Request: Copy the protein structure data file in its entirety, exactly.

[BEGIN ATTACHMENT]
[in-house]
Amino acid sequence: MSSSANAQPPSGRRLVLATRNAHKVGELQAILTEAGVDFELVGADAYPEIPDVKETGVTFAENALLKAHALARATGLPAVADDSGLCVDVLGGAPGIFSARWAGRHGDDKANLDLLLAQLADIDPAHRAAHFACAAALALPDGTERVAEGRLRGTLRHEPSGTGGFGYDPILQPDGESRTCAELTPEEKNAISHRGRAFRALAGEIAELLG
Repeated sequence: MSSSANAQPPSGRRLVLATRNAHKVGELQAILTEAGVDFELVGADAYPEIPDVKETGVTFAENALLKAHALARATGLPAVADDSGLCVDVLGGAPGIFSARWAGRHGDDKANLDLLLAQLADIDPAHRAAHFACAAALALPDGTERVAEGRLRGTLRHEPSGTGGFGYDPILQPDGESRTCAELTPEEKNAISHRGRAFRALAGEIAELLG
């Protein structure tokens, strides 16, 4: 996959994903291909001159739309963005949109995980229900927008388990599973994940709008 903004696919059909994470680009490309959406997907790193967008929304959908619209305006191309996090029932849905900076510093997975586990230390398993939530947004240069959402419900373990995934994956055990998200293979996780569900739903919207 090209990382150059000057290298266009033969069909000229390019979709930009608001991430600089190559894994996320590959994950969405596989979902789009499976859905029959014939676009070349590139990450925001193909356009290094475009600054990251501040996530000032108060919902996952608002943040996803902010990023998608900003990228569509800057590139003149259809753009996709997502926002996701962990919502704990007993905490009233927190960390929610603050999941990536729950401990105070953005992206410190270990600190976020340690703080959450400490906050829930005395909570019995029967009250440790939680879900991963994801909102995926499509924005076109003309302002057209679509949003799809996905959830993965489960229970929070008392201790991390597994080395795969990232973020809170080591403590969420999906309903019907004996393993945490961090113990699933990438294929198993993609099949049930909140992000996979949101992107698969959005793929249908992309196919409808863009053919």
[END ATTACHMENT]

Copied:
[in-house]
Amino acid sequence: MSSSANAQPPSGRRLVLATRNAHKVGELQAILTEAGVDFELVGADAYPEIPDVKETGVTFAENALLKAHALARATGLPAVADDSGLCVDVLGGAPGIFSARWAGRHGDDKANLDLLLAQLADIDPAHRAAHFACAAALALPDGTERVAEGRLRGTLRHEPSGTGGFGYDPILQPDGESRTCAELTPEEKNAISHRGRAFRALAGEIAELLG
Repeated sequence: MSSSANAQPPSGRRLVLATRNAHKVGELQAILTEAGVDFELVGADAYPEIPDVKETGVTFAENALLKAHALARATGLPAVADDSGLCVDVLGGAPGIFSARWAGRHGDDKANLDLLLAQLADIDPAHRAAHFACAAALALPDGTERVAEGRLRGTLRHEPSGTGGFGYDPILQPDGESRTCAELTPEEKNAISHRGRAFRALAGEIAELLG
């Protein structure tokens, strides 16, 4: 996959994903291909001159739309963005949109995980229900927008388990599973994940709008 903004696919059909994470680009490309959406997907790193967008929304959908619209305006191309996090029932849905900076510093997975586990230390398993939530947004240069959402419900373990995934994956055990998200293979996780569900739903919207 090209990382150059000057290298266009033969069909000229390019979709930009608001991430600089190559894994996320590959994950969405596989979902789009499976859905029959014939676009070349590139990450925001193909356009290094475009600054990251501040996530000032108060919902996952608002943040996803902010990023998608900003990228569509800057590139003149259809753009996709997502926002996701962990919502704990007993905490009233927190960390929610603050999941990536729950401990105070953005992206410190270990600190976020340690703080959450400490906050829930005395909570019995029967009250440790939680879900991963994801909102995926499509924005076109003309302002057209679509949003799809996905959830993965489960229970929070008392201790991390597994080395795969990232973020809170080591403590969420999906309903019907004996393993945490961090113990699933990438294929198993993609099949049930909140992000996979949101992107698969959005793929249908992309196919409808863009053919």